Eric Horvitz, distinguished scientist and co-director at Microsoft Research, and Kira Radinsky, a PhD researcher at the Technion-Israel Institute, say they have developed software which can predict future events.
The prototype uses a mix of archival material from the New York Times and data from several websites, including Wikipedia. During its setup phase, the system used 22 years of New York Times archives, from 1986 to 2007.
“One source we found useful was DBpedia, which is a structured form of the information inside Wikipedia constructed using crowdsourcing,” Radinsky told told MIT Technology Review. “We can understand, or see, the location of the places in the news articles, how much money people earn there, and even information about politics.” Other sources included WordNet, which helps software understand the meaning of words, and OpenCyc, a database of common knowledge.
The system could someday enable aid organizations to be more proactive in tackling disease outbreaks, Horvitz said.. “I truly view this as a foreshadowing of what’s to come,” he added. “Eventually, this kind of work will start to have an influence on how things go for people.”
The system provides some amazing results, apparently, when it is tested on historical data. Reports of droughts in Angola in 2006 triggered a warning about possible cholera outbreaks in the country, because previous events had taught the system that cholera outbreaks were more likely in years following droughts.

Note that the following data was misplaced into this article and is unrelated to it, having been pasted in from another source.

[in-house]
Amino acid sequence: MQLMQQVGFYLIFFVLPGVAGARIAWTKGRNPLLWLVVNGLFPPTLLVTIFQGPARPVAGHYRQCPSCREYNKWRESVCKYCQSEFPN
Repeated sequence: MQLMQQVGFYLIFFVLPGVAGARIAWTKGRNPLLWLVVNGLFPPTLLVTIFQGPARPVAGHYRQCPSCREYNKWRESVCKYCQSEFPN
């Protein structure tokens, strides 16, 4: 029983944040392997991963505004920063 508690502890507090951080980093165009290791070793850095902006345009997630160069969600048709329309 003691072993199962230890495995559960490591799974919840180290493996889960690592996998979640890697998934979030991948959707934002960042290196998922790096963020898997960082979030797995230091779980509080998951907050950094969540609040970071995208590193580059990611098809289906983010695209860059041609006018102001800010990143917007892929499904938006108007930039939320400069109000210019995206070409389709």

A second warning about cholera in Angola was triggered by news reports of large storms in Africa in early 2007—and, less than a week later, reports appeared that cholera had begun to spread. In similar tests involving forecasts of disease, violence, and high numbers of deaths, the system’s warnings were correct between 70 and 90 percent of the time.
According to Horvitz, the system is good enough to expect a more exact version that could be used in real settings, to assist experts at aid agencies involved in planning humanitarian response and readiness. “We’ve done some reaching out and plan to do some follow-up work with such people,” says Horvitz.
Horvitz and Radinsky are not the first to consider using online news and other data to forecast future events, but they say they make use of more data sources—more than 90 in total—which allows their system to be more general-purpose.
Microsoft doesn’t have plans to commercialize Horvitz and Radinsky’s research as yet, but the project will continue, says Horvitz, who wants to mine more newspaper archives as well as digitized books.
“Eventually this kind of work will start to have an influence on how things go for people,” Horvitz said.Yori Yanover
About the Author: Yori Yanover has been a working journalist since age 17, before he enlisted and worked for Ba'Machane Nachal. Since then he has worked for Israel Shelanu, the US supplement of Yedioth, JCN18.com, USAJewish.com, Lubavitch News Service, Arutz 7 (as DJ on the high seas), and the Grand Street News. He has published Dancing and Crying, a colorful and intimate portrait of the last two years in the life of the late Lubavitch Rebbe, (in Hebrew), and two fun books in English: The Cabalist's Daughter: A Novel of Practical Messianic Redemption, and How Would God REALLY Vote.
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